Influence of Attractants on Behavior of Screwworms (Diptera, Calliphoridae) in A Tropical Wet Forest in Costa-Rica
Journal of Economic Entomology
In a mark-release-recapture study, sheep wounds and rotted liver were used as attractants to study movements of the screwworm fly, Cochliomyia hominivorax (Coquerel), in a Costa Rican tropical wet forest in the wet season. When sites were monitored for < 1 h, liver attracted between 3 and 12.2 times more flies of both sexes than did wounds, but proportionately fewer gravid and parous females. Only 24.6% of females marked at liver sites were recaptured; seldom (3.1%) did they visit sheep wounds. Females originally marked at sheep wounds remained at the study site longer, visited both sheep and liver sites, and > 50% were recaptured. Some females were observed for 16 d and one laid four clutches of eggs. Only 8% of the marked males were recaptured and none was recaptured < 2 d later. Only a small proportion of the adult screwworms at a locality visited wounds on sentinel sheep; the majority of the adults were transient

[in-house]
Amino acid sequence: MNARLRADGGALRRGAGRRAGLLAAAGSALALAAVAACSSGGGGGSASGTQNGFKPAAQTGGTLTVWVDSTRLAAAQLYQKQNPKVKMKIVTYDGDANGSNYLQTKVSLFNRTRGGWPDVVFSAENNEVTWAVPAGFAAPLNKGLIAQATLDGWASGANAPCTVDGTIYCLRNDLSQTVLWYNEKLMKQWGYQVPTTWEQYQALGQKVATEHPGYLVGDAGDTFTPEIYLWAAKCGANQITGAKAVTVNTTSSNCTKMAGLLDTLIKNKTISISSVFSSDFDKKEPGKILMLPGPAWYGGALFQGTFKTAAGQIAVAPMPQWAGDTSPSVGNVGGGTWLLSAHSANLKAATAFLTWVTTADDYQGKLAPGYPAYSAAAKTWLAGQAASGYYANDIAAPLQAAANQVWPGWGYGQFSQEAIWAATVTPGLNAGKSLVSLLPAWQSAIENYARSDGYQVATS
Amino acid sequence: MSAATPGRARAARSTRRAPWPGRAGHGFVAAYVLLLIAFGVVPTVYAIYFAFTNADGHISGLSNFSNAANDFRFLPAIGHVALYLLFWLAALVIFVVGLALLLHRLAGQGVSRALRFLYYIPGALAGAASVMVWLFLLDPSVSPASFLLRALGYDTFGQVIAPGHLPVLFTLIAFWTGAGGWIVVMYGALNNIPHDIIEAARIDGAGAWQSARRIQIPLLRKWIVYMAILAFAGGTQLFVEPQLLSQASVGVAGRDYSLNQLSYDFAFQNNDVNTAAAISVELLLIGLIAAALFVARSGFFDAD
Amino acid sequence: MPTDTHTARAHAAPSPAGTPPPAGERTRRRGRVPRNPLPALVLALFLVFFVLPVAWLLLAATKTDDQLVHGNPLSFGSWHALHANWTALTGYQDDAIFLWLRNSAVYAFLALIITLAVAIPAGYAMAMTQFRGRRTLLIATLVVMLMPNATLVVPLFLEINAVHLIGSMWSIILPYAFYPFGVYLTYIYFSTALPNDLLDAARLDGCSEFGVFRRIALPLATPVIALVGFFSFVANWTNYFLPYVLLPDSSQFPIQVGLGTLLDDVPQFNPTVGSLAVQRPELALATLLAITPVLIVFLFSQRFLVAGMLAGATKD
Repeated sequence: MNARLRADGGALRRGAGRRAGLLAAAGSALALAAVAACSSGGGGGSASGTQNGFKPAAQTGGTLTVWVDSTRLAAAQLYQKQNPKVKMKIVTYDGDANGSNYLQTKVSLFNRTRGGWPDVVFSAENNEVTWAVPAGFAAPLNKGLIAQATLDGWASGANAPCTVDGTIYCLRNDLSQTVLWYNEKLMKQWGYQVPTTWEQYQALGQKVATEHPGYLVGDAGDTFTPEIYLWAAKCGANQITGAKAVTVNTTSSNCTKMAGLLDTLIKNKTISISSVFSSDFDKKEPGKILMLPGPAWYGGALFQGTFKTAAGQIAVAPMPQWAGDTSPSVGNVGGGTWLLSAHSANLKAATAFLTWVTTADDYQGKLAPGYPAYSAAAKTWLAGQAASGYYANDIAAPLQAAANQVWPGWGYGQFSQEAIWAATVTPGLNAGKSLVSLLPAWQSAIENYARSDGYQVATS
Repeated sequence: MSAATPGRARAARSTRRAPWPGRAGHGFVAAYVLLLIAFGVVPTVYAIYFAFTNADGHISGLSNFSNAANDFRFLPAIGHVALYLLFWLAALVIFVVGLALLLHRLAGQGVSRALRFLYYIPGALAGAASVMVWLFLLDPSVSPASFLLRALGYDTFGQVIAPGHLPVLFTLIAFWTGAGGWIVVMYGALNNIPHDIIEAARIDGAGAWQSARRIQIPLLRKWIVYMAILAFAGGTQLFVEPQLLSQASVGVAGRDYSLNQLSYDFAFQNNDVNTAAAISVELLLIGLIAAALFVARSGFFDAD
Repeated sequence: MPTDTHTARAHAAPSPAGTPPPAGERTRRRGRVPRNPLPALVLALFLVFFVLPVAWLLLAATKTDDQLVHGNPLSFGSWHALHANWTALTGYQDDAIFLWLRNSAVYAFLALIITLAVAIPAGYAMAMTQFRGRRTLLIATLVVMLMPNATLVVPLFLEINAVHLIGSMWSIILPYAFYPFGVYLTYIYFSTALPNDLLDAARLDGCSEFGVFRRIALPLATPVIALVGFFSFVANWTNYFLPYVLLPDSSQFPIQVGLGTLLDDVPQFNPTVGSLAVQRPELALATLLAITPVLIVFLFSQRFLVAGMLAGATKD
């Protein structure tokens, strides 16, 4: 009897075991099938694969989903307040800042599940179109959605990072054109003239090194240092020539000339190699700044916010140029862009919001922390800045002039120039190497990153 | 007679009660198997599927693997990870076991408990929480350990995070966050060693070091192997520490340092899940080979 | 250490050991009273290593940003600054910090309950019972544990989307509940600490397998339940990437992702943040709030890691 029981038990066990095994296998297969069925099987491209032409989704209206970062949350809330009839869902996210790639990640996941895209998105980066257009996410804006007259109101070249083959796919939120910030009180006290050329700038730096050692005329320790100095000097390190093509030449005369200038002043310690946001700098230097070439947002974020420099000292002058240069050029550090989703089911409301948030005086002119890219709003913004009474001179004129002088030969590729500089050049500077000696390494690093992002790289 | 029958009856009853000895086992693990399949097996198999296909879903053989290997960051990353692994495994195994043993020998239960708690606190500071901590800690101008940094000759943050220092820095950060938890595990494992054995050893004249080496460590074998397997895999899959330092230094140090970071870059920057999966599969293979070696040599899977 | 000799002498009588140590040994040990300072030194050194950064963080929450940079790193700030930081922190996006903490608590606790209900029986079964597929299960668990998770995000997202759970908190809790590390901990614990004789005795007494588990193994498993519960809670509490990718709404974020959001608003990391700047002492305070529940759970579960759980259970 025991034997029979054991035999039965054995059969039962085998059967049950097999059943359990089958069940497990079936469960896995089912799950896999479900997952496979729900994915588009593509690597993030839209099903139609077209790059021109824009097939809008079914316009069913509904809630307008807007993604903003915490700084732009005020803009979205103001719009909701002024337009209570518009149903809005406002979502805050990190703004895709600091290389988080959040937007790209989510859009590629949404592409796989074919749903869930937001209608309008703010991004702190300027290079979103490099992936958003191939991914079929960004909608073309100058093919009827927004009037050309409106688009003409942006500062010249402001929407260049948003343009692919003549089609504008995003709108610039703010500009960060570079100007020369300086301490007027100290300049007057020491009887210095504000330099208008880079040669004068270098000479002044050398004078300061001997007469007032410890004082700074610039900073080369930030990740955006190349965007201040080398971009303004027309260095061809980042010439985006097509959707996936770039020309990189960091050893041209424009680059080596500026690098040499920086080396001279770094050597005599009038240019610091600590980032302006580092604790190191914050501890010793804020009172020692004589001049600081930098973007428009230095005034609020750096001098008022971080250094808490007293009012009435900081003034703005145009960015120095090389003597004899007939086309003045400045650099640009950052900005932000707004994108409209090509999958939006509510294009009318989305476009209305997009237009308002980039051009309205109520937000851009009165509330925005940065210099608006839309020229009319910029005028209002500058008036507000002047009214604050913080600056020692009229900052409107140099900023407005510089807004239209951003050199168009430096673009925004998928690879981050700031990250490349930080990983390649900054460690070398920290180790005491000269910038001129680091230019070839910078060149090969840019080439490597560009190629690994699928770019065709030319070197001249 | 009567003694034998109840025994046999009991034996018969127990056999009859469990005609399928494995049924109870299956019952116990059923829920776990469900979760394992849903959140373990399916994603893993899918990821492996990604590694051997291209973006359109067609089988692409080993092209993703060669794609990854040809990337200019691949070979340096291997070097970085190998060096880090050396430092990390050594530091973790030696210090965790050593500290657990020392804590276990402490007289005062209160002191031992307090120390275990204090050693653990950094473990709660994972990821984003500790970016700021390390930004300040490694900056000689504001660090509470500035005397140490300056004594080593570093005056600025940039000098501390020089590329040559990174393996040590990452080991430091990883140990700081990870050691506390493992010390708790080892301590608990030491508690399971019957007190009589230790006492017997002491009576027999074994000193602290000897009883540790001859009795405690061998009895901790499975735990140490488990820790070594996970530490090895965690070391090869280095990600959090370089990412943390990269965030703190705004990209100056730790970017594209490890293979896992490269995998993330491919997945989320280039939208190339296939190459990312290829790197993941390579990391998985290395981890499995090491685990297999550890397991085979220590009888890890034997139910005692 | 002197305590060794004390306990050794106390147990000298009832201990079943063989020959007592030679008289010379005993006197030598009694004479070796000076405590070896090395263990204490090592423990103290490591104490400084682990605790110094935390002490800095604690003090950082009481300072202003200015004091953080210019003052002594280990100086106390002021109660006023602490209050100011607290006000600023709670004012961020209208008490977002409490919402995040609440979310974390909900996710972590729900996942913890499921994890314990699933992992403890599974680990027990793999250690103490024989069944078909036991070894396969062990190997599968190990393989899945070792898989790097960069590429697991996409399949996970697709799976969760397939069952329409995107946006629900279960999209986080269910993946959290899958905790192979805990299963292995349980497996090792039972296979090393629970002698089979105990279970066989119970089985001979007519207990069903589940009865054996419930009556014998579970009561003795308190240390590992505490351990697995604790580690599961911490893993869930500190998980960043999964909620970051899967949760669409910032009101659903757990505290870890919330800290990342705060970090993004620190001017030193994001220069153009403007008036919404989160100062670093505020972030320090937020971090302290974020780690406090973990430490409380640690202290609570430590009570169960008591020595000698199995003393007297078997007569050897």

Pathogens and Parasites
Wasps and other insects
Parker, F. D., and J. B. Welch. 1991. Influence of Attractants on Behavior of Screwworms (Diptera, Calliphoridae) in A Tropical Wet Forest in Costa-Rica. Journal of Economic Entomology 84:1468-1475.
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